Here's What I Really Want to Tell You:

I am ok. The thing about failing at something- in this case- a CD that has (so far) gotten very little radio play and even fewer purchases- is this:

Everyone fails.

Failure is inevitable.

And also- I don't care what the numbers say or the charts read. Sure, there are nights when I cry and curse and pout and decide I will quit. But those voices- those numbers and charts don't define the value of what I have created. I wrote ten songs. Me! A girl who had no idea she could write ten songs, let alone write songs that tell the story of my journey and the human experience as we wait out the unknown deserts of life. It may not rank high on the charts or be a best-seller; but it is honest and true to the places God has led me. He. The Good Shepherd.

And telling the story of how the Shepherd has led me was never meant to be monetized in the first place- was it?

So many uncomfortable thoughts and questions.

And the truth is, our culture is simply not good at uncomfortable waiting and uncomfortable questions.


A few months ago I came downstairs and found Ryan watching another one of his never-ending endless Netflix documentaries. The amount of documentaries these days seems ridiculous. Documentaries on bikes and motorcycles and wheelchairs and farms and guns and medicine and food and internet dating and vagabonds. It's endless. This time, he was watching a documentary with little talking, mostly in sub-titles, and all about Sushi. Seriously? A documentary on Sushi making?

I totally judged him and the entire film-making community in one fatal swoop.

And then- I heard the man on the film say something that stopped me in my tracks. Literally, I was in the kitchen working and came into the living room and said, "re-wind that."

The movie, Jiro Dreams of Sushi, draws me in. Not because of the amazing culinary genius or the exquisite food created by the 3 star Michelin rated chef- but because it paints the story of a man who has devoted everything to perfecting the art of his craft. His son, who has apprenticed under his father, tells about the years of practice and learning that happens before a single egg is allowed to be cracked in Jiro's kitchen. The years he spent watching and training under his dad before he was allowed to create his own batch of rice. Years before he was allowed to make rice?  That's the part I made Ryan re-wind.

I've been making rice- mostly crunchy- since the 5th grade.

Did he really say it was ten years before he was allowed to make rice?

The ridiculous amount of time Jiro has lavished on this one thing stopped me dead in my tracks and I wept through most of Jiro Dreams of Sushi.

“JIRO DREAMS OF SUSHI is about a spiritual journey towards perfection. But it is not about achieving perfection. It is about the act of striving for it. The film is breathtaking, inspirational and most of all humbling. ”- Eric Ripert, Chef/Co-Owner Le Bernardin.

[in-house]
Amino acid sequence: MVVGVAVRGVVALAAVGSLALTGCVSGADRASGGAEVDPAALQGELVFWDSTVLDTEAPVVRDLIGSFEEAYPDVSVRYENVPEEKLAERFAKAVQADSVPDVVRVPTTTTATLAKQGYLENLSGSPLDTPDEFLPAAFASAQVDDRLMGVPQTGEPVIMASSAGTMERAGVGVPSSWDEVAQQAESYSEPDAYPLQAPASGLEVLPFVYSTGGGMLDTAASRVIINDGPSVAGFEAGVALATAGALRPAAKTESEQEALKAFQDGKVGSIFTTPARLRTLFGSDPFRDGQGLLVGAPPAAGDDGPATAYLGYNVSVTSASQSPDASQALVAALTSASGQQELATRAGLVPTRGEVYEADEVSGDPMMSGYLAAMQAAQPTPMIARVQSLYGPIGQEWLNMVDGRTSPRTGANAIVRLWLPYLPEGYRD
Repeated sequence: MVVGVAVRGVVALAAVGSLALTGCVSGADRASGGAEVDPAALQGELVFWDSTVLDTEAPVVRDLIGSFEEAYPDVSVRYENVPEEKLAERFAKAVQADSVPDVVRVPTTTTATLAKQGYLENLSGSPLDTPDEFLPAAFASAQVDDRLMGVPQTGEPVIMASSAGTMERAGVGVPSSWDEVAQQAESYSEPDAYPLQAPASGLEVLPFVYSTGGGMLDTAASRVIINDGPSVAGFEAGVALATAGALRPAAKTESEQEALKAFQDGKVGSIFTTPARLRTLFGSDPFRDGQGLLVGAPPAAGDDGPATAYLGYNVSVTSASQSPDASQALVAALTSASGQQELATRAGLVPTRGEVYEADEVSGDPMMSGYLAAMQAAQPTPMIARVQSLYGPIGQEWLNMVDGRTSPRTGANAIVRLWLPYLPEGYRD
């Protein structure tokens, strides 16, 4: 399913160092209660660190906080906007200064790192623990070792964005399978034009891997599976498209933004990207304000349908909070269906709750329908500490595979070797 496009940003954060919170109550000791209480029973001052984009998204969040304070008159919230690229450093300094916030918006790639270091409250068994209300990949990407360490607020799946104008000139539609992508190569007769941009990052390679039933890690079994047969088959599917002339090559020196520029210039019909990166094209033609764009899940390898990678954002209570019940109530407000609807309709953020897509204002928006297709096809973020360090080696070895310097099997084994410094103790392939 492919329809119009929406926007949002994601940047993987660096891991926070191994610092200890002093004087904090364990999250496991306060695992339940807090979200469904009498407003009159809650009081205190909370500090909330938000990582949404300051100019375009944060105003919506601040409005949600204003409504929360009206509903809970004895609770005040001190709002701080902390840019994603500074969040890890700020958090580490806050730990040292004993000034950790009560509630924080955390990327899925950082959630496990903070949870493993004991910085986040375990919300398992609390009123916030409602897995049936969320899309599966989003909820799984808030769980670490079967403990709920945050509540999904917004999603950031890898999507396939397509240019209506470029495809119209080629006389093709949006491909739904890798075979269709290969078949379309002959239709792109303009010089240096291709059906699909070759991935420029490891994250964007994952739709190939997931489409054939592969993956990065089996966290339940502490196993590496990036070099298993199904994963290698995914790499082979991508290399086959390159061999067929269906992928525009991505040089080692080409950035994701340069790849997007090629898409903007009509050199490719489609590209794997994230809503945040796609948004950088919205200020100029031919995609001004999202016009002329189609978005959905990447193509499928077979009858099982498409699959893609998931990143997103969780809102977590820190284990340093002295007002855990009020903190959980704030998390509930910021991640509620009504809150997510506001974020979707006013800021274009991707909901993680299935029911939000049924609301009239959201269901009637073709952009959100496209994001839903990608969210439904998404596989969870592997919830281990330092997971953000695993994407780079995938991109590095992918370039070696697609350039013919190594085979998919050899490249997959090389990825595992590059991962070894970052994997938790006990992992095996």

This is an entire film dedicated to patience. An entire film about someone who went TEN YEARS before he was allowed to cook his first batch of rice.

Do you know anyone- honestly- who has apprenticed at anything for ten years before attempting it? Much less making a bowl of rice?

This movie is shocking because watching it, you become aware of your aversion to patience. Your aversion to waiting.

Waiting is uncomfortable.

It is uncomfortable for the person who is having to wait and it is uncomfortable for the on-looker.

It's like watching the Olympic athletes preparing to flip off of the high-dive. It is excruciating. Your heart beats faster than there's. You hold your breath. Unable to move.  Slightly frozen by the fear of the height and the audacity of the jump. The anxiety for the onlooker is paralyzing. JUMP ALREADY. JUST GET IT OVER WITH. JUUUMMMPPP.

Make yourself a freaking bowl of rice!!! DO IT.

The athlete's ability to wait in the middle of the tension and only jump when they are good and ready is heart-attack inducing for those of us just wanting to hurry up and get them off the high-dive before they slip and fall and lose control and get hurt.

Our aversion to patience- our propensity to hurry along the person who is waiting, preparing- speaks deeply to the state of our souls. We just want it to be fixed for them. We want to end their suffering and wrap up those tense moments of untold waiting with a pretty bow.

We are a people averse to waiting. We like short-cuts and quick answers. Happy endings that don't have to be fought for. That don't require mountains to climb and valleys to languish in before getting to the finish line. Watching someone else wait- is like watching a slug die. Brutal. Tie that in with little glimmers of failure as the person waits out the desert?

We cannot bear to watch someone walk through it.


So to boldly tell the world you are stuck. Waiting. A semi-failure at your current gig. Unsure of what comes next. Wrestling with what comes next and why the dreams aren't panning out is hard. Because hand in hand with that message is this:

I am ok with the waiting.

I am thriving in the desert.

While those who love me want me to jump already (for my own safety, of course)

I am ok standing tippy-toed on the edge of the diving board.

Do I want to jump?

Absolutely. I cannot wait to jump.

But until then- my eyes are focused. Locked in. My feet gripped firmly. Freely. My spirit is being prepared. My soul renewed. I am becoming brave. I am becoming centered. I am becoming purposeful. I am becoming prepared.

I am becoming.

And there is no other place that I want to be.

I am ok with this season of waiting.

And you can be too.